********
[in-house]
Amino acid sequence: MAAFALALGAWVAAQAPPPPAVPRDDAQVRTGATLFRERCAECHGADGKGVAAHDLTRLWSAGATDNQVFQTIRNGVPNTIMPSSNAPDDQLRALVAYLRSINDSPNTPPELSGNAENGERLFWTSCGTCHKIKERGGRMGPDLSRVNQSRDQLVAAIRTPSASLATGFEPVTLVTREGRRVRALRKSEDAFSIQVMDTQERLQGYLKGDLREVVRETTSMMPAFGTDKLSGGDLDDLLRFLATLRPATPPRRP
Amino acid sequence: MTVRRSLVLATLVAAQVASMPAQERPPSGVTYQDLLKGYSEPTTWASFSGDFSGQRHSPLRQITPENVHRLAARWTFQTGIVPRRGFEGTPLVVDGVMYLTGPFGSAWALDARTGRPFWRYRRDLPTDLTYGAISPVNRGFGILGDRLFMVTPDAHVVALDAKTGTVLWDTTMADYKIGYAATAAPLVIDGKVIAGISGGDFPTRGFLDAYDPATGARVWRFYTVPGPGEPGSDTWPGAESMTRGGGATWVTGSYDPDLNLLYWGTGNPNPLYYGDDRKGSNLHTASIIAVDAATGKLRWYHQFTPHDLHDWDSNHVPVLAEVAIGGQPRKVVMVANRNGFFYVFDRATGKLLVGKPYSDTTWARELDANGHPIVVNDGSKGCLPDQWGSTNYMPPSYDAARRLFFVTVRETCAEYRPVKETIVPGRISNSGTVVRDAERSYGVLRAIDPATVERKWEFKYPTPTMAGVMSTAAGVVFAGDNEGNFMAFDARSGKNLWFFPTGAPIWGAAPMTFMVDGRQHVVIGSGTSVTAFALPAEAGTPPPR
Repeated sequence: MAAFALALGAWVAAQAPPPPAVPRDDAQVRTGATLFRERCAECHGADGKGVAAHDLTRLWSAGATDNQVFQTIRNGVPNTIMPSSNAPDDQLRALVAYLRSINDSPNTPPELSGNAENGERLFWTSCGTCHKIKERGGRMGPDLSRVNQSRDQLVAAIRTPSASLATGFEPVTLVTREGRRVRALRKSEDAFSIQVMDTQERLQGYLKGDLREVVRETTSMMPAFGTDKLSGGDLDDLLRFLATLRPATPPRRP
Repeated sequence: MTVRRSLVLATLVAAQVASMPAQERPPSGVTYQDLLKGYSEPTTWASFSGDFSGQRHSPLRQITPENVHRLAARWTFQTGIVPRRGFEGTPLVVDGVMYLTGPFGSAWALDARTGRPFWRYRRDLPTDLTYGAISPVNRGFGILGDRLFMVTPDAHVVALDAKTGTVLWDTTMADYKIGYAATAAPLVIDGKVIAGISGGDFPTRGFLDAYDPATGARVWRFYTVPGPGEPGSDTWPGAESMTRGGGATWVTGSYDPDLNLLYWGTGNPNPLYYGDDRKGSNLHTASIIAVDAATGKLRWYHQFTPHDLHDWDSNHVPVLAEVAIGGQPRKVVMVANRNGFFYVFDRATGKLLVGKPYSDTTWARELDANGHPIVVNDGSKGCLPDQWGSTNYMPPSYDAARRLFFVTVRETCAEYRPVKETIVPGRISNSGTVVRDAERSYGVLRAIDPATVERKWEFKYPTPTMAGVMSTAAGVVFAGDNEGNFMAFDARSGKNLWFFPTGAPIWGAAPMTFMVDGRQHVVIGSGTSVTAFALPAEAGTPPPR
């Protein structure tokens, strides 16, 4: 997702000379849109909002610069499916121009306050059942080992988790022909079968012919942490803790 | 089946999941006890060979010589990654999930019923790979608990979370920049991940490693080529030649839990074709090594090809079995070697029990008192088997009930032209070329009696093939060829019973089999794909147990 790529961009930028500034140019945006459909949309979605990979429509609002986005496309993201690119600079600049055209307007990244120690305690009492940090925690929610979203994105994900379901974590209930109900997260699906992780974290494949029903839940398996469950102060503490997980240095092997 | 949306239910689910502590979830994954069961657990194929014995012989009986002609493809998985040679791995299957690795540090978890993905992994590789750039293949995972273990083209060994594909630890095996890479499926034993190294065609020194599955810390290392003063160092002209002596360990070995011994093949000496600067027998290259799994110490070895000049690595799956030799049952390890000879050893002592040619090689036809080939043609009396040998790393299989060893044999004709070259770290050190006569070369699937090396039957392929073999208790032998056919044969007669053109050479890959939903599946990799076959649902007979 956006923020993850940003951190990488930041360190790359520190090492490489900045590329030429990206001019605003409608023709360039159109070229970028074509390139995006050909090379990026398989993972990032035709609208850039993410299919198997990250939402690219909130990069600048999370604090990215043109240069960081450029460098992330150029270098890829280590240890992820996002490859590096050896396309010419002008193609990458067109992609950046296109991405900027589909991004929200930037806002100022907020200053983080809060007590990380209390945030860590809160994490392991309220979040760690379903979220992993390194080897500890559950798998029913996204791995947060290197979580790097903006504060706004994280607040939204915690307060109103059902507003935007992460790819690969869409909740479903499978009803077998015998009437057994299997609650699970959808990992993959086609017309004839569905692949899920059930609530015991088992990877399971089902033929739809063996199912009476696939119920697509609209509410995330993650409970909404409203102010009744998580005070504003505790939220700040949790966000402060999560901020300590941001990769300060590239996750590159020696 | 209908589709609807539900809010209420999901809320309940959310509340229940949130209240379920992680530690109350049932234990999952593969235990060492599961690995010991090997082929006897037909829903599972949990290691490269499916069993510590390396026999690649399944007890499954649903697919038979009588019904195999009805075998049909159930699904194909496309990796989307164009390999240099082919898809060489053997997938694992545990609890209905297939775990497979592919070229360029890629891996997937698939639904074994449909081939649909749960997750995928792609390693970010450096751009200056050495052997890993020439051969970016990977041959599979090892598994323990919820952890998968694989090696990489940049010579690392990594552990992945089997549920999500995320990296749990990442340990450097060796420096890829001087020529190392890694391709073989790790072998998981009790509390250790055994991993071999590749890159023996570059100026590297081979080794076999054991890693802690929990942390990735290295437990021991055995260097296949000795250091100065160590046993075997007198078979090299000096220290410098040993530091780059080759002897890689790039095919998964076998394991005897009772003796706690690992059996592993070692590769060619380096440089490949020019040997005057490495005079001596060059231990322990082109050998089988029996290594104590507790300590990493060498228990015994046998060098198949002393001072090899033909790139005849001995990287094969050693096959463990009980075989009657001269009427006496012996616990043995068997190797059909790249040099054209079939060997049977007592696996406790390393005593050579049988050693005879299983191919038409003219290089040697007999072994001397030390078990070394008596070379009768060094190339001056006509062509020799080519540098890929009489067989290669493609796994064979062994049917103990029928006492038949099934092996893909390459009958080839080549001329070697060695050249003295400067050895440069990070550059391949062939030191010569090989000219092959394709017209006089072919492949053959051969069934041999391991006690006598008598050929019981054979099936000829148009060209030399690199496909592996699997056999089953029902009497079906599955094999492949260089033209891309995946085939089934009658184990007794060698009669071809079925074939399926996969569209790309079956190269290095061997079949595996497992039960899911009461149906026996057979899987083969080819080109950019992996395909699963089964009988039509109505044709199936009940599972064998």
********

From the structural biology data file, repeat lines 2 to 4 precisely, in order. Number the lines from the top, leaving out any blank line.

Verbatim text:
Amino acid sequence: MAAFALALGAWVAAQAPPPPAVPRDDAQVRTGATLFRERCAECHGADGKGVAAHDLTRLWSAGATDNQVFQTIRNGVPNTIMPSSNAPDDQLRALVAYLRSINDSPNTPPELSGNAENGERLFWTSCGTCHKIKERGGRMGPDLSRVNQSRDQLVAAIRTPSASLATGFEPVTLVTREGRRVRALRKSEDAFSIQVMDTQERLQGYLKGDLREVVRETTSMMPAFGTDKLSGGDLDDLLRFLATLRPATPPRRP
Amino acid sequence: MTVRRSLVLATLVAAQVASMPAQERPPSGVTYQDLLKGYSEPTTWASFSGDFSGQRHSPLRQITPENVHRLAARWTFQTGIVPRRGFEGTPLVVDGVMYLTGPFGSAWALDARTGRPFWRYRRDLPTDLTYGAISPVNRGFGILGDRLFMVTPDAHVVALDAKTGTVLWDTTMADYKIGYAATAAPLVIDGKVIAGISGGDFPTRGFLDAYDPATGARVWRFYTVPGPGEPGSDTWPGAESMTRGGGATWVTGSYDPDLNLLYWGTGNPNPLYYGDDRKGSNLHTASIIAVDAATGKLRWYHQFTPHDLHDWDSNHVPVLAEVAIGGQPRKVVMVANRNGFFYVFDRATGKLLVGKPYSDTTWARELDANGHPIVVNDGSKGCLPDQWGSTNYMPPSYDAARRLFFVTVRETCAEYRPVKETIVPGRISNSGTVVRDAERSYGVLRAIDPATVERKWEFKYPTPTMAGVMSTAAGVVFAGDNEGNFMAFDARSGKNLWFFPTGAPIWGAAPMTFMVDGRQHVVIGSGTSVTAFALPAEAGTPPPR
Repeated sequence: MAAFALALGAWVAAQAPPPPAVPRDDAQVRTGATLFRERCAECHGADGKGVAAHDLTRLWSAGATDNQVFQTIRNGVPNTIMPSSNAPDDQLRALVAYLRSINDSPNTPPELSGNAENGERLFWTSCGTCHKIKERGGRMGPDLSRVNQSRDQLVAAIRTPSASLATGFEPVTLVTREGRRVRALRKSEDAFSIQVMDTQERLQGYLKGDLREVVRETTSMMPAFGTDKLSGGDLDDLLRFLATLRPATPPRRP